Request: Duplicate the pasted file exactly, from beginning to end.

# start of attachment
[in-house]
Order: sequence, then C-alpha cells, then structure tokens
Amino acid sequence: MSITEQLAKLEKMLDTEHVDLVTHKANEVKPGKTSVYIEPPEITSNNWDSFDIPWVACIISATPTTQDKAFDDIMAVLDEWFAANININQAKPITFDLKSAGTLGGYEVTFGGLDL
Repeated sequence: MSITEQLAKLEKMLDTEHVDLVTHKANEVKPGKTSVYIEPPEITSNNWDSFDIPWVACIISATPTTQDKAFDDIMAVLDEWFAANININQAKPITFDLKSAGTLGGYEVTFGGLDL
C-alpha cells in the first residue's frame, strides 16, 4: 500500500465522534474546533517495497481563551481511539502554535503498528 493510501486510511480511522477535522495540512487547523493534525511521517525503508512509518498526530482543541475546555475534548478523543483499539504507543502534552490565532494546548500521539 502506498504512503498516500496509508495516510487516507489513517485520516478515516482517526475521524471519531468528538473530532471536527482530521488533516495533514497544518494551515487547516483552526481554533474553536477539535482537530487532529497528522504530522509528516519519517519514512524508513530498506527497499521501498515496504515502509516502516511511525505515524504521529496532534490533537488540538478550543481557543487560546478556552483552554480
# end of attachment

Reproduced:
[in-house]
Order: sequence, then C-alpha cells, then structure tokens
Amino acid sequence: MSITEQLAKLEKMLDTEHVDLVTHKANEVKPGKTSVYIEPPEITSNNWDSFDIPWVACIISATPTTQDKAFDDIMAVLDEWFAANININQAKPITFDLKSAGTLGGYEVTFGGLDL
Repeated sequence: MSITEQLAKLEKMLDTEHVDLVTHKANEVKPGKTSVYIEPPEITSNNWDSFDIPWVACIISATPTTQDKAFDDIMAVLDEWFAANININQAKPITFDLKSAGTLGGYEVTFGGLDL
C-alpha cells in the first residue's frame, strides 16, 4: 500500500465522534474546533517495497481563551481511539502554535503498528 493510501486510511480511522477535522495540512487547523493534525511521517525503508512509518498526530482543541475546555475534548478523543483499539504507543502534552490565532494546548500521539 502506498504512503498516500496509508495516510487516507489513517485520516478515516482517526475521524471519531468528538473530532471536527482530521488533516495533514497544518494551515487547516483552526481554533474553536477539535482537530487532529497528522504530522509528516519519517519514512524508513530498506527497499521501498515496504515502509516502516511511525505515524504521529496532534490533537488540538478550543481557543487560546478556552483552554480